On remand from the Supreme Court, the district court reaffirmed class certification, but, for a third time, the Second Circuit granted an interlocutory appeal. Despite having previously upheld class certification, the Second Circuit reversed the district court on grounds that the alleged misstatements regarding client conflicts were not sufficiently related to the alleged revelations of specific conflicts of the CDO transactions. The Second Circuit deemed the respective statements a “mismatch.” While the Second Circuit agreed that the “subject matter” of the front- and back-end statements “match[ed],” it held that this failed to demonstrate sufficient relatedness. The Second Circuit stressed that the front-end statements were in “separately disseminated” documents unrelated to the subject matter at issue. Significantly though, the Second Circuit endorsed a contextual reading of the front-end statements:

[A] statement can be materially misleading when “the defendants’ representations, taken together and in context, would have mislead a reasonable investor.” . . . So, for example, a company’s statement that its distribution market is “highly competitive,” might be actionable when considered within the context that the company did not actually operate in a competitive market and instead colluded with its competitors to fix prices. Or, a company’s statement that it has “demonstrated successful acquisition and integration capabilities” might be actionable when, at the time the statement was made, the company had already fired key integration staff and was dealing with a poor integration of a newly acquired company.

Using this contextual framework, the Second Circuit distinguished its prior decision upholding class certification in the aforementioned Barclays case. Unlike Goldman Sachs, Barclays had previously engaged in regulatory misconduct, and had acknowledged that it was engaged in another specific high-risk trading practice. Referencing its own decision in Waggoner, the Goldman court acknowledged:

[I]n order to quell “concerns that high-frequency traders may have been front running” other traders on a specific Barclays trading platform, Barclays’ officers made numerous statements to assure investors the platform was “safe from” aggressive trading practices, and that it “was taking steps to protect” institutional investors on those platforms by monitoring and removing aggressive traders who violated the platforms’ special protections. In the end, upon the filing of a complaint by the New York Attorney General (the “NYAG Complaint”) alleging securities fraud under state law, investors learned that those representations were allegedly false because, according to the State, no special protections existed, and, in fact, Barclays favored rather than removed aggressive traders.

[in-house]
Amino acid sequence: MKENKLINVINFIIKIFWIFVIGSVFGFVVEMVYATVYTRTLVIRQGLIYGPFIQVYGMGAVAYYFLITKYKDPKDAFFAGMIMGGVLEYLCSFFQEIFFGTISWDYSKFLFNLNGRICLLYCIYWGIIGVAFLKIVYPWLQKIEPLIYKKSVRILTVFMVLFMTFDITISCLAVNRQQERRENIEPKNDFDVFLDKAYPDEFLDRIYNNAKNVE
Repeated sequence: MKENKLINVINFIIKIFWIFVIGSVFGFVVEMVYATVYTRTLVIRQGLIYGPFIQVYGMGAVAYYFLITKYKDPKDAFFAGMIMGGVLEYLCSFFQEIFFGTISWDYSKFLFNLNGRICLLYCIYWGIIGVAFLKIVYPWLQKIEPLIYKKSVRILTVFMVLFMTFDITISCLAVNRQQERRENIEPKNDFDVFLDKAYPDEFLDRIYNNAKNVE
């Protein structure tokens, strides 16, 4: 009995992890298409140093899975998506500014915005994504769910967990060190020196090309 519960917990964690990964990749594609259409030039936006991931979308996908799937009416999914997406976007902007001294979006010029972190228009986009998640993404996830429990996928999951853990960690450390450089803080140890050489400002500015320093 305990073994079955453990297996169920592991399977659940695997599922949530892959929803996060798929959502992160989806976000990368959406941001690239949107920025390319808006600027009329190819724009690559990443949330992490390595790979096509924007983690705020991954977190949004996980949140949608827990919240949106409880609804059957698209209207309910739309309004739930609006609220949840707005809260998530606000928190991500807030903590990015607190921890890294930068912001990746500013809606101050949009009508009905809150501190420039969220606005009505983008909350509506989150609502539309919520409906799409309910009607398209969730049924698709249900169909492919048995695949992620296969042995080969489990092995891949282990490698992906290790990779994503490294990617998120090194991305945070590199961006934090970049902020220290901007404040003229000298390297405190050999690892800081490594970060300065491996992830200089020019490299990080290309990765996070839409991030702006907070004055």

Waggoner is particularly illuminating given the similarity between the corrective disclosure there and here; both took the form of an enforcement action. Unlike here, however, Waggoner presented a tight fit between corrective disclosure and misrepresentation: the NYAG Complaint targeted the same trading platform discussed by Barclays in their misleading statements, and took aim at the same or similar statements underlying the claims subsequently pressed by plaintiffs in Waggoner, alleging that those statements were false or misleading.

This analysis is also consistent with the aforementioned cases of BP and Massey, and contrary to the conclusions reached by the EDS model. Nonetheless, one might ask why, in determining price impact for class certification purposes, the Second Circuit focused only on the linguistic relationship of the alleged misstatements regarding conflict controls to the back-end corrective statements, rather than to counterfactual statements Goldman should have made in order not to mislead investors. As noted above, the Second Circuit previously recognized that Goldman Sachs’ failure to be truthful effectively maintained its stock price by avoiding disclosure of facts that “would have harmed Goldman’s reputation, causing at least some of its clients and potential clients to seriously reconsider trusting Goldman with their money. This lost revenue would have reduced Goldman’s bottom line and caused the market to devalue its share price accordingly.” One might also ask whether the degree of relatedness must be binary—all or nothing. As discussed below, there are other possible solutions to determine whether there was some or sufficient price impact, which could be sorted out at the damages stage. Regardless, it remains to be seen what, if any, support the EDS model received from the Goldman Sachs decision.

What Portion of a Back-End Corrective Disclosures’ Price Drop “Relates” to the Front-End Misstatements?

The harder question raised by the EDS model and cases involving catastrophic disasters is, presuming a sufficient relationship exists between the front- and back-end statements in order to demonstrate some “price impact” at the time of the misstatements, what portion of the price decline at the back end should be recoverable damages. For instance, does the amount by which BP stock price fell after the explosion reflect the degree to which it had been inflated by the alleged misstatements issued during the class period? In this respect, the EDS model is correct—the degree of undisclosed risk of a specific disaster (say, 20 percent) will always be smaller than the risk when the same disaster actually occurs (100 percent). Indeed, this was the reason that the court in BP subsequently denied class certification of the pre-explosion class of investors, holding that the degree of risk tolerance for possible catastrophes would likely differ significantly among class members, thereby rendering individual questions predominant over common questions.